Or, do we pray for the hallowing of God’s name in our worship here on Sundays? [Plug 8:30am Sunday prayer group. This is a God centered worship, not a man centered, consumer driven worship. We are not here to be entertained, we are not here to lift up Orando Grace and we certainly not here to lift up anyone who speaks in this pulpit. We are here to lift up the name of God from the time we enter this building to the time we leave for lunch. Charles Spurgeon says, “God isn’t a product to be enjoyed, He is the Creator to be worshipped.” 

 

Hallowed be Your name! That is our starting point. Secondly, we pray for His kingdom to come. ​Your kingdom come, your will be done, on earth as it is in heaven.  - Matthew 6:10 I remember so well the very first time I understood this verse. Richard​   Pratt taught me that heaven is a bus stop. If we die today and go to heaven it is a glorified bus stop. It is a staging place as we await God’s full glory and dwelling to permanently come to earth. God’s kingdom come! Come here. Make our world like heaven! That’s where the whole Biblical narrative is going! 

 

And there are three parts to this prayer. Alistair Begg helpfully says we should remember the letters CSC. Conversion, submission and consummation. The first part of this prayer is conversion. We should pray that people will be converted. People being brought out of the kingdom of darkness and into the kingdom of light is the God’s designed starting place for the coming of His kingdom.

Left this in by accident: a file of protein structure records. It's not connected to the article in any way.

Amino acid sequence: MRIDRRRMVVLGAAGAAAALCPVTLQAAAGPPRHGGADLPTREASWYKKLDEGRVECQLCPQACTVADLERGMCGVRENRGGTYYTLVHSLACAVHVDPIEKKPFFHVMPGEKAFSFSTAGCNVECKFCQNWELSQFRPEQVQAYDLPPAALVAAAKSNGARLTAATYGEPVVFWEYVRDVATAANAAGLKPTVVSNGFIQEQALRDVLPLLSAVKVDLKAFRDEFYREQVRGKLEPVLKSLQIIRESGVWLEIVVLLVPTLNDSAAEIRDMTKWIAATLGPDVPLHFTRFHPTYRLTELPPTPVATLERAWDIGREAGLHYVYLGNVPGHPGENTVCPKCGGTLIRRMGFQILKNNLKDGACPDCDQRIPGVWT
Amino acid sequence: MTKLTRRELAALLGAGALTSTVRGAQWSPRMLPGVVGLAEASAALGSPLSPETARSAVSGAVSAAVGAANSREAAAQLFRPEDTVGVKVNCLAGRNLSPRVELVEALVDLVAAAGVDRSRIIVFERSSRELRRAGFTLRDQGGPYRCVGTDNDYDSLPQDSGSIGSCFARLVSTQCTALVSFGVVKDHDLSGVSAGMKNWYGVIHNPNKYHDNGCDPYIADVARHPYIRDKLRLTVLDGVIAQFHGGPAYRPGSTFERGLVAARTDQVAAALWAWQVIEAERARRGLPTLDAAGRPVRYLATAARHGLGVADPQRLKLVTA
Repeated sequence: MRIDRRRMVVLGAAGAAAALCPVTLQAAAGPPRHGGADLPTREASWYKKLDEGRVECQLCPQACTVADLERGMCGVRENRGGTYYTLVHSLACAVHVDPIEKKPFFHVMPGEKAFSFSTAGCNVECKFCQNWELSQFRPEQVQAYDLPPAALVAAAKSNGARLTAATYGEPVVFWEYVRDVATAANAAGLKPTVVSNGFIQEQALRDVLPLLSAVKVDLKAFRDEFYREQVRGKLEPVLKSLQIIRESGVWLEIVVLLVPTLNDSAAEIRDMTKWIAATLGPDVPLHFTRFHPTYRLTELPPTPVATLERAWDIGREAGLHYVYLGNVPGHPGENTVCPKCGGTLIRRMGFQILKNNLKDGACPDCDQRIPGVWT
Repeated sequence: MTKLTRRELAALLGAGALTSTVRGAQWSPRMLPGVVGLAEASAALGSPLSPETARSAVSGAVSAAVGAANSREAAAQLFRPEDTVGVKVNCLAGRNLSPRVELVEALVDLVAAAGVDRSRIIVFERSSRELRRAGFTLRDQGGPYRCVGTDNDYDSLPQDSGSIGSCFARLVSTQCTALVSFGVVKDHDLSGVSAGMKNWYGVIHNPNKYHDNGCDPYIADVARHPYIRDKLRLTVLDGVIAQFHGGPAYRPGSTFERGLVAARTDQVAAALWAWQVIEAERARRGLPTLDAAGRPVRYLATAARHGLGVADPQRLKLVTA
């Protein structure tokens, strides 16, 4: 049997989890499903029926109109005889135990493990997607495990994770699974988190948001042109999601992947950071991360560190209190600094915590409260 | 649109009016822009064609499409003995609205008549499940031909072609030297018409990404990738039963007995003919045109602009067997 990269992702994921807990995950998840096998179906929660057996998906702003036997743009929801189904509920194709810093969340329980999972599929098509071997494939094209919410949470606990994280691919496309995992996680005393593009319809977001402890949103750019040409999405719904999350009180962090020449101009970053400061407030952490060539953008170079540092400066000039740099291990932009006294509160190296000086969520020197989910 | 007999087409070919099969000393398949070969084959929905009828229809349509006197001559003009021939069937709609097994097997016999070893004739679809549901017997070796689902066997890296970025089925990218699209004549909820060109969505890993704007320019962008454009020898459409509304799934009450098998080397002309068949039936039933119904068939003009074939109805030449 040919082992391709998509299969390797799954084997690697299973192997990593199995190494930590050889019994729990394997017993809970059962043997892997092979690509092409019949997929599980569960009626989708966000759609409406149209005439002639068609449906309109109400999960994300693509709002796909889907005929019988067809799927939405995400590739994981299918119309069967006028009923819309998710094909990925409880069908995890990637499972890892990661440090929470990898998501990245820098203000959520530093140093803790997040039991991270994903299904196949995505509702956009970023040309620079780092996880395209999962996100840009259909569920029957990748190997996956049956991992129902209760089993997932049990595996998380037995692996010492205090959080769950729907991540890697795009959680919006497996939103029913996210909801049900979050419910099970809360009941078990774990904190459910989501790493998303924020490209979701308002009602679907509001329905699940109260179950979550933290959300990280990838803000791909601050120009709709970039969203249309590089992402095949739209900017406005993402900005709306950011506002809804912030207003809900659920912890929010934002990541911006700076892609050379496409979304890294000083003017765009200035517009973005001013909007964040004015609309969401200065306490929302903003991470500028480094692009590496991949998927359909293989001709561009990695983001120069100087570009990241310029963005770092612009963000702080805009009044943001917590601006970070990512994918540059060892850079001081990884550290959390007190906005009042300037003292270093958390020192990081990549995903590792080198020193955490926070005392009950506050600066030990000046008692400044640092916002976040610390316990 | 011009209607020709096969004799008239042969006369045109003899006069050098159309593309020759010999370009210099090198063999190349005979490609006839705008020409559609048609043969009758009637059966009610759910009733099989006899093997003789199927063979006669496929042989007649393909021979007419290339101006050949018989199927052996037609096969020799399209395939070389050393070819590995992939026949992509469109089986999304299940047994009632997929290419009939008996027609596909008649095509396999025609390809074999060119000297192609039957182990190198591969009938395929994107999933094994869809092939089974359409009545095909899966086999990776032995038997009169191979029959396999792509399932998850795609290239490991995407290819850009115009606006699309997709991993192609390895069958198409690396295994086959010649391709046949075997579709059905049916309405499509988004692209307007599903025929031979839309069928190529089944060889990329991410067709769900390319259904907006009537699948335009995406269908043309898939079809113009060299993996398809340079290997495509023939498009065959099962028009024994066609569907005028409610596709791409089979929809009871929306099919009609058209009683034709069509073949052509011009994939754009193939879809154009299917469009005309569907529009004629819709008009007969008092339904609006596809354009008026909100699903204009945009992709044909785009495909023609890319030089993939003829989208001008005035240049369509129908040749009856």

In Jesus’ day, a king would mark his territory by erecting statues of himself as far as the kingdom would span. You would know by the statues whose kingdom you were in. Most of us have lived long enough to see kingdoms fall. What is the first thing people do after the kingdom comes down? They tear down the statues of the former king. Those statues make bold and real claims about who is in charge. And in the same way, when we are converted, we become statues to the True King making bold and real claims about whose kingdom we really live in. 

 

One of the things your elders are praying regularly for is that conversions and baptisms would be a regular part of the life of this church. That it would be an odd thing to go a few months and not see a baptism. We want be a church through whom God’s kingdom is growing through conversions. 

 

The second part of God’s kingdom coming is submission. Once we are in the kingdom, we are conformed by submitting to the King. We begin to look more and more like Jesus the son and as that happens we are more effective statues for His glory all over this city. But, we can’t think of submission as simply something that happens internally. There is a huge internal change, but that fuels an outward affect.  Thomas Watson, who probably has the most famous work on the Lord’s Prayer says, "A Christian that is all head, but no feet, does not walk in the ways of God."